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Buddhism and Tolerance for diversity of religion and belief

Sulak Sivaraksa

At the risk of oversimplification, I would like to propose that each of the world's great religions consists of two main aspects, namely that of universal love, which is altruistic and selfless on the one hand, and a tribal, institutionalized, or egocentric factor on the other. If we are not careful, our religion can become very fundamentalistic and intolerant, and we will find ourselves believing that we are the only ones on the true and righteous path to salvation, while all others are merely misguided souls. It is a great temptation to compete with other religions and rationalize that ours is better rather than to work towards peaceful co-existence and cooperation.

Unfortunately, some religions are still hunting for converts using crass and destructive ideologies. I'd like to quote a passage from Overseas Missionary Fellowship (August-September, 1987). The article is called "Finding True Freedom in Thailand":

For ninety-nine percent of the Thais, bondage to demons brings the greatest fear... This is true for animistic tribesmen, prosperous merchants, enlightened graduates or stolid farmers... revealed in conversation, TV soap operas, adornments to people's person or property... Nothing and no one has been able to remove permanently the inner anxiety that man, in manipulating the spiritual forces, can also become their victim.

The conclusion you are led to, if you read the article, is that the Thais must be saved by Christian missionaries, or that as a tribe, they must be saved by US aid! I feel that people who stick with religions or ideologies such as these either are or become unable to respect other people, especially the poor, who may be proud of their religions and are no less advanced spiritually than these would-be evangelists.

Indeed tribalism in itself should not be a derogatory term, but when a world religion or superpower becomes tribal, it can easily degenerate into hypocrisy and arrogance and can even lead to racism, as one can see clearly in South Africa and elsewhere.

However, if we concentrate on the religious aspects of universal love, we shall all become more humble, tolerant and truly respectful of other beings--not only human, but animal, and all natural phenomena as well. From this, our social and economic development will be nonviolent. We will not be cruel to fellow human beings or to mother earth. Nor will we plunder our natural resources in the name of progress. Forests will be saved, rivers will be free of pollution. And we will realize that development can only occur at a pace at which humans and other beings matter.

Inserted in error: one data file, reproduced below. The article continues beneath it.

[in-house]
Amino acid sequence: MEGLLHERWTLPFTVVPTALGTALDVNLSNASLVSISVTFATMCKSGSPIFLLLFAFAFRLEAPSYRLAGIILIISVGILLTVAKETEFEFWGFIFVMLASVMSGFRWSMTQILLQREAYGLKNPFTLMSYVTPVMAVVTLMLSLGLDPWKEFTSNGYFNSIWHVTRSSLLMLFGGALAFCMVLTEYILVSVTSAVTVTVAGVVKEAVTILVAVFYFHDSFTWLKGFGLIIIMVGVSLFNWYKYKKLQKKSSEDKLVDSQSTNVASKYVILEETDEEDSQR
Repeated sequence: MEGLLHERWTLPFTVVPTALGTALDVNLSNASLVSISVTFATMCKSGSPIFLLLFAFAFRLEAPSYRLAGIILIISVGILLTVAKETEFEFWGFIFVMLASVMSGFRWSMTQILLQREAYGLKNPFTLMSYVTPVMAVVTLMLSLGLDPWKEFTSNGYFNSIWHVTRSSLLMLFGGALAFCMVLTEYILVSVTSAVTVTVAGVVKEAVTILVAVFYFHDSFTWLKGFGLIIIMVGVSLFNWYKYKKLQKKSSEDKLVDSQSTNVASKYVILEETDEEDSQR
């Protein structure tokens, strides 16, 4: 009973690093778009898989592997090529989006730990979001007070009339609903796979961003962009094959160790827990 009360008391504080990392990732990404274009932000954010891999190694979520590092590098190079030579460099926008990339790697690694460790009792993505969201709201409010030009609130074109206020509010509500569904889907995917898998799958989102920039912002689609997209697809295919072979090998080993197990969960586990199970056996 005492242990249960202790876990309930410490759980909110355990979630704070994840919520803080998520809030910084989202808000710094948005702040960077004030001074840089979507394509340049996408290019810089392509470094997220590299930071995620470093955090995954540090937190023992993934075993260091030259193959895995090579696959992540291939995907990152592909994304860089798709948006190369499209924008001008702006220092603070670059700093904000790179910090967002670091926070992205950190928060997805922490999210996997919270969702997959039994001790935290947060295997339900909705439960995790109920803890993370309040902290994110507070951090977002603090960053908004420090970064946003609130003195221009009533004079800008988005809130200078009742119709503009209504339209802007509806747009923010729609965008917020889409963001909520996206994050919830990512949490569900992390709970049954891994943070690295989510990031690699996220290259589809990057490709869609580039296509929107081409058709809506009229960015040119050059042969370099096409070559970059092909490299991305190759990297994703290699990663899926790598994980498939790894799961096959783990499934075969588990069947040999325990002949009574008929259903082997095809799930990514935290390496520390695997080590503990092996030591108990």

In order to get rid of tribalism in religious institutions, nationalism, and even consumerism and capitalism, the faithful have to practice their religion with universal love. While we act individually and locally, we must think globally, so that selfishness can slowly become selflessness. Only then can one respect other religions and ideologies wholeheartedly. Although you may not agree entirely with those of different views and beliefs, you can certainly respect them. Even if they are your oppressors you need not hate them because that hatred is also harmful to you. Instead of hating an oppressor one should try to understand the oppressive system and try one's best to change it with the help of good friends who want to help one to overcome suffering and obstacles in the way of cultural and spiritual development--as well as social and economic development. If these four aspects of development; the cultural, spiritual, social and economic, could be integrated, then there could be real human development.

Unfortunately, over the past two centuries, universal love in world religions has declined so much that merely institutional religions seem to be, on the whole, the norm. Most churches tolerate or support the political status quo no matter how oppressive the present regimes may be. (There are of course exceptions). And since the rise of capitalism, Protestantism, Catholicism, Buddhism and Hinduism seem to cater to the rich, while religious leaders pay lip service to the poor. At best, they offer some social welfare to the needy, but there have not been enough prophetic voices to transform the social and economic order to be more just and peaceful for all humankind. The rate of child malnutrition is on the rise, as is prostitution and sex tourism as well as militarism, materialism and consumerism. Some religious leaders have tried to work with secular leaders to made the world a more meaningful and peaceful place but so far we have been unable to establish widespread basic changes which would ensure basic human rights for all and protect people from political and religious exploitation. Tibet, Burma and Bangladesh may be extreme cases, but such suffering, to lesser degrees, exists everywhere. And as well, the lack of food, shelter, clothing and medicine for the majority of people in many countries is appalling--not to mention the suffering caused by polluted air and water.